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10 Easy Pieces: Kitchen Flooring


10 Easy Pieces: Kitchen Flooring

September 21, 2011

For this installment of Ten Easy Pieces, we consulted the experts—architects from the Remodelista Architect/Designer Directory—for their top kitchen flooring picks. Have an experience you’d like to share? Please let us know in the comments section below.


Wood is an obvious choice for its timeless, classic look; it’s also easier on the feet than stone or tile.

Above: Jennifer Weiss of San Francisco’s J. Weiss Design chose to stain the floors in this kitchen remodel. “I love that adjusting the stain can make a wood floor seem more—or less—dramatic and modern,” says Weiss.

Above: In this beach house, Celeste Robbins of Robbins Architecture in Illinois used an engineered wood floor by DuChateau Floors, which comes prefinished in a driftwood color with a hard wax-oiled finish.

Above: When it comes to remodels, Jonathan Feldman of Feldman Architecture in San Francisco likes to match the kitchen floor with the flooring in the rest of the house. “When we are retaining the existing floors in a house, we stain both the original surfaces and any newly installed floors the same shade to unify the palette.”

Above: For remodels of historic homes in San Antonio, Texas, Jim Poteet of Poteet Architects favors salvaged local longleaf pine, “which holds up well to kitchen traffic.”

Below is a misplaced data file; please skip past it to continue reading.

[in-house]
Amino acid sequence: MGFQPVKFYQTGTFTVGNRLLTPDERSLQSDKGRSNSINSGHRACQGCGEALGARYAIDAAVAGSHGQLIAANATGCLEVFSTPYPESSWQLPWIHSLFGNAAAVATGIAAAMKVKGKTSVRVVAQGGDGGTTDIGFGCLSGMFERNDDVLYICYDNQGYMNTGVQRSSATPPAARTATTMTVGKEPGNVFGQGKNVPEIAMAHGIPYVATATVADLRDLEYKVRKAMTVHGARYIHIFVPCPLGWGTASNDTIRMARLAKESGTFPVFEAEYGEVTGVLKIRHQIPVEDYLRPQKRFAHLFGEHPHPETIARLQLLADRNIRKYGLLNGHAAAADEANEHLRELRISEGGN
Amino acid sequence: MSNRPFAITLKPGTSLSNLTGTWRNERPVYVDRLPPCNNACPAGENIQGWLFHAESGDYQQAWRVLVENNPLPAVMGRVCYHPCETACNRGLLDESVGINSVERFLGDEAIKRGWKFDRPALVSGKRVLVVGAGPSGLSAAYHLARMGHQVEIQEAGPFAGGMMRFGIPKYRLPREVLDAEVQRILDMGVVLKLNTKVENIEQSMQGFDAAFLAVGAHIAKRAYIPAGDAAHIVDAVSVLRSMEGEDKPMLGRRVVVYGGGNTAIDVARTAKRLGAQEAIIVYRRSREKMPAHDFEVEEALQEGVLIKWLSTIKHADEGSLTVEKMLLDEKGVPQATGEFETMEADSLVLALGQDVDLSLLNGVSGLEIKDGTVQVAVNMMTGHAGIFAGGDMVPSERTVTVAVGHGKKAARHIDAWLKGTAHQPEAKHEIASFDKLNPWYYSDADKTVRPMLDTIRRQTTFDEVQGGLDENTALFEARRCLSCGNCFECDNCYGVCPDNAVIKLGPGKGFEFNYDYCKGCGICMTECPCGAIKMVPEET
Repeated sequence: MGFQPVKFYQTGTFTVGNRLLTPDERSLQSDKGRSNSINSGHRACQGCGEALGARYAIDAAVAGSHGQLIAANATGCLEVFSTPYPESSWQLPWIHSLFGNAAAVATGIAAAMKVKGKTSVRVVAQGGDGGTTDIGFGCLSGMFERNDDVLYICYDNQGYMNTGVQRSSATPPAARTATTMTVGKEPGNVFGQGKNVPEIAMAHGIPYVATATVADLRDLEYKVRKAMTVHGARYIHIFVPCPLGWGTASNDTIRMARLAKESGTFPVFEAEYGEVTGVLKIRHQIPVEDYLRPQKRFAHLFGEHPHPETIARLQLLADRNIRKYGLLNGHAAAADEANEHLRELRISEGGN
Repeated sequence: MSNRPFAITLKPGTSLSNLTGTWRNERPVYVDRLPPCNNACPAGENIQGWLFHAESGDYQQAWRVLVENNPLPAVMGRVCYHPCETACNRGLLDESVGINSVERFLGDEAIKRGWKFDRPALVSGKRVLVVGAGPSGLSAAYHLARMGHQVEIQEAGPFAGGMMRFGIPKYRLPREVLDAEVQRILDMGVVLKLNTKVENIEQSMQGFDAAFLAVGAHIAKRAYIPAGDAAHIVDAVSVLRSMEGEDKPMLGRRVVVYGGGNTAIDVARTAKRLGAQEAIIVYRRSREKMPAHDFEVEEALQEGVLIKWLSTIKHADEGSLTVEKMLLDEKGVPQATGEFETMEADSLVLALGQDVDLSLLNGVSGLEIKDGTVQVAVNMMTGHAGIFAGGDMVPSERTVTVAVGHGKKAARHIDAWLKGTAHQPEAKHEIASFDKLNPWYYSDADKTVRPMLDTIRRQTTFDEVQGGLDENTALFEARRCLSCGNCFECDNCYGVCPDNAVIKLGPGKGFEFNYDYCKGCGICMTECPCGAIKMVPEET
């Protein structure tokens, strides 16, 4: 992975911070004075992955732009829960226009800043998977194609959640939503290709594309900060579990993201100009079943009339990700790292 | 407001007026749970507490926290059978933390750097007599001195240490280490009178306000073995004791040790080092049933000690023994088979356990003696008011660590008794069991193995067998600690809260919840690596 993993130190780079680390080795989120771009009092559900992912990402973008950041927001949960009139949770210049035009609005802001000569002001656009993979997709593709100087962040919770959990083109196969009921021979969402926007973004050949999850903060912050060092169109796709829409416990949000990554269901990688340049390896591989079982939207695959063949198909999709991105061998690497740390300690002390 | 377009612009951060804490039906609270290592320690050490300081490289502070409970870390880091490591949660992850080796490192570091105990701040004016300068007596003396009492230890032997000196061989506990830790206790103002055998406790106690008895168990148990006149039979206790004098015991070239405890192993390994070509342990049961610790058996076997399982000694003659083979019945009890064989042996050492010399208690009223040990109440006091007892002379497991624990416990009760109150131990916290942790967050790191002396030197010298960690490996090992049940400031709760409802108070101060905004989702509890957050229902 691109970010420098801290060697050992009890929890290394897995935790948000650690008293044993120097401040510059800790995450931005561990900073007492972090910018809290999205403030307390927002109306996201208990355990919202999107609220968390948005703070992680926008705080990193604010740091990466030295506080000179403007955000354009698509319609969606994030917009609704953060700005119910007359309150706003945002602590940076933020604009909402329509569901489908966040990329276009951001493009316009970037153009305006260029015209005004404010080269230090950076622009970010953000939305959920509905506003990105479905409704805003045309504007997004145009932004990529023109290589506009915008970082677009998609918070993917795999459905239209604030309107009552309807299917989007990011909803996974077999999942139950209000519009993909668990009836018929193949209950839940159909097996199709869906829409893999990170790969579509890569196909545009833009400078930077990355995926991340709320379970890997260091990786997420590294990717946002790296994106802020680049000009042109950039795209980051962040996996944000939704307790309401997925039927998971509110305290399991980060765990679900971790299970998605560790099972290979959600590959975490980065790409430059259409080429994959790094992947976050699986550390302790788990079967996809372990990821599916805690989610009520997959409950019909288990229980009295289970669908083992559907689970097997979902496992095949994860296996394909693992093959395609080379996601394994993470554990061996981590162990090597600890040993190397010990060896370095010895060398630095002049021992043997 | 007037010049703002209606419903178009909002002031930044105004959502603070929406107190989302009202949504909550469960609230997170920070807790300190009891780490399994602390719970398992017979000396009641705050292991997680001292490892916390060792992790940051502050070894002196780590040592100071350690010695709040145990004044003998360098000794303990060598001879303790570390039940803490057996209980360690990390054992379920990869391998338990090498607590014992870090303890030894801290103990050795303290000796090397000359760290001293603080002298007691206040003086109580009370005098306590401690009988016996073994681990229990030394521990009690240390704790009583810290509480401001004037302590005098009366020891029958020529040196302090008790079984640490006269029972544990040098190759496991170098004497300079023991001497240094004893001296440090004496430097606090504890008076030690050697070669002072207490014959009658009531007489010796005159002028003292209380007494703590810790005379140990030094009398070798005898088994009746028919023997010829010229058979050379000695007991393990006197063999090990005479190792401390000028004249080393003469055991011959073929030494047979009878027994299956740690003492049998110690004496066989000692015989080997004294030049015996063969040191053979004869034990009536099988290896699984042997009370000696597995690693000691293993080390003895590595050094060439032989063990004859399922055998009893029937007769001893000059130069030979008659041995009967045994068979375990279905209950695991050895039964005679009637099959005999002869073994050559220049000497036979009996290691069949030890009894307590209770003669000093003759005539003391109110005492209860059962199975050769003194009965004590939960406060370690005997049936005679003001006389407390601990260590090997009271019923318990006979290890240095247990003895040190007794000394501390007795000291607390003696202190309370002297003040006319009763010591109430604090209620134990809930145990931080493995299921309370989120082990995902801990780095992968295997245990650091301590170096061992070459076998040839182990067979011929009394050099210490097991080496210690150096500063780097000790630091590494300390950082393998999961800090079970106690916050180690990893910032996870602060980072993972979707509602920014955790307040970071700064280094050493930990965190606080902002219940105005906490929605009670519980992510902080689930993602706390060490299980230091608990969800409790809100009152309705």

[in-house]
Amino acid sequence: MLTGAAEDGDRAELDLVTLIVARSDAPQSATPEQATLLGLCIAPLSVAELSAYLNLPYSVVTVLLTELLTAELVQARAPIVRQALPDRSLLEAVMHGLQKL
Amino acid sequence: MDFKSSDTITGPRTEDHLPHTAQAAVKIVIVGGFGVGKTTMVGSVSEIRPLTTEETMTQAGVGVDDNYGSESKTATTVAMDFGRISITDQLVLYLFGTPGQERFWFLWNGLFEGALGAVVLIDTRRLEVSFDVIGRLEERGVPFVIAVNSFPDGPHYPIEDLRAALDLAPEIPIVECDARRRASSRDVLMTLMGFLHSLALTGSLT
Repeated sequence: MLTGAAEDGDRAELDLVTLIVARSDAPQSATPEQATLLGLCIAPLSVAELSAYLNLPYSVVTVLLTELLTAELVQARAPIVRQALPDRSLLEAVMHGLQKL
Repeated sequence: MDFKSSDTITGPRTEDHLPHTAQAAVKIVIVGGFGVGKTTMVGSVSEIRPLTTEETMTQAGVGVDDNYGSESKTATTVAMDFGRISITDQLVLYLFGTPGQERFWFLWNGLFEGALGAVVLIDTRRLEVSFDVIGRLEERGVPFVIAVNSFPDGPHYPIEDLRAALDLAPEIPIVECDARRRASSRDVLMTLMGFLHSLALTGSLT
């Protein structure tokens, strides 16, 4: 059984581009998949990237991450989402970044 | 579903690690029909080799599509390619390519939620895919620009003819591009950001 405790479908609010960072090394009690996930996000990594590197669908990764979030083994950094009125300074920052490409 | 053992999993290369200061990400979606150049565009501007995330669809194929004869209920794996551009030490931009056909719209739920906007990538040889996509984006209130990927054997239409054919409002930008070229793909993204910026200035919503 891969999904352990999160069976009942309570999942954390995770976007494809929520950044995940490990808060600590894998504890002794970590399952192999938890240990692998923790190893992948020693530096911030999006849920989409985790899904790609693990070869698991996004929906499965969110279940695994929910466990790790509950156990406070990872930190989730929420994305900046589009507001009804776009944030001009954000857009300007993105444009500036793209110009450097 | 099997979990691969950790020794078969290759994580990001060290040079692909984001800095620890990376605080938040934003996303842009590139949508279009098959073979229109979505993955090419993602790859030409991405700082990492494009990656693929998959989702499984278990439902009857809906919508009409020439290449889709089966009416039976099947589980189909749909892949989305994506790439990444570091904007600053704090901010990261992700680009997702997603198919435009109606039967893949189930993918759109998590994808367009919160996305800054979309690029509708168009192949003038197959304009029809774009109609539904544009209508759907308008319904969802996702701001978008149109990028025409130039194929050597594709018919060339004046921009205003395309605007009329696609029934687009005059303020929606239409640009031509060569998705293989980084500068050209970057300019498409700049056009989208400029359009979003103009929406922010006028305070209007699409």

A renewable material, cork provides a springy cushioned surface (important if you’re standing for long periods of time). Modern cork flooring is sealed against water, so it is no longer uncommon to see it in the kitchen.

Above: Celeste Robbins of Robbins Architecture favors 12-by-12-inch cork tiles from Expanko in traditional dark. “Lighter colors fade too much if the room gets much direct sunlight.”

Above: Cork flooring is a favorite of San Francisco’s Butler Armsden Architects; they favor 1-by-3-foot cork tiles from Globus Cork or Wicanders.

Above: In modern homes with concrete floors, Jonathan Feldman occasionally will switch to Versacork penny tiles in the kitchen. “When we use a cork mosaic, we make sure that the grout color matches the color of the concrete floor in the rest of the house. That way, the seam between the cork floor and the concrete floor disappears.”


Above: “Polished concrete—with no added color—makes a great low-maintenance kitchen floor,” says Jim Poteet of Poteet Architects. In loft interiors, Poteet likes to polish the concrete floor of the entire space to a reflective sheen.

Above: Matte honed concrete is a favorite kitchen flooring surface of San Francisco-based CCS Architecture’s kitchens.

Above: Butler Armsden Architects favor stone for its natural elegance; one favorite is black slate. “We like to use stone slab or tiles in the kitchen,” says the firm’s Caitlin Stuart.

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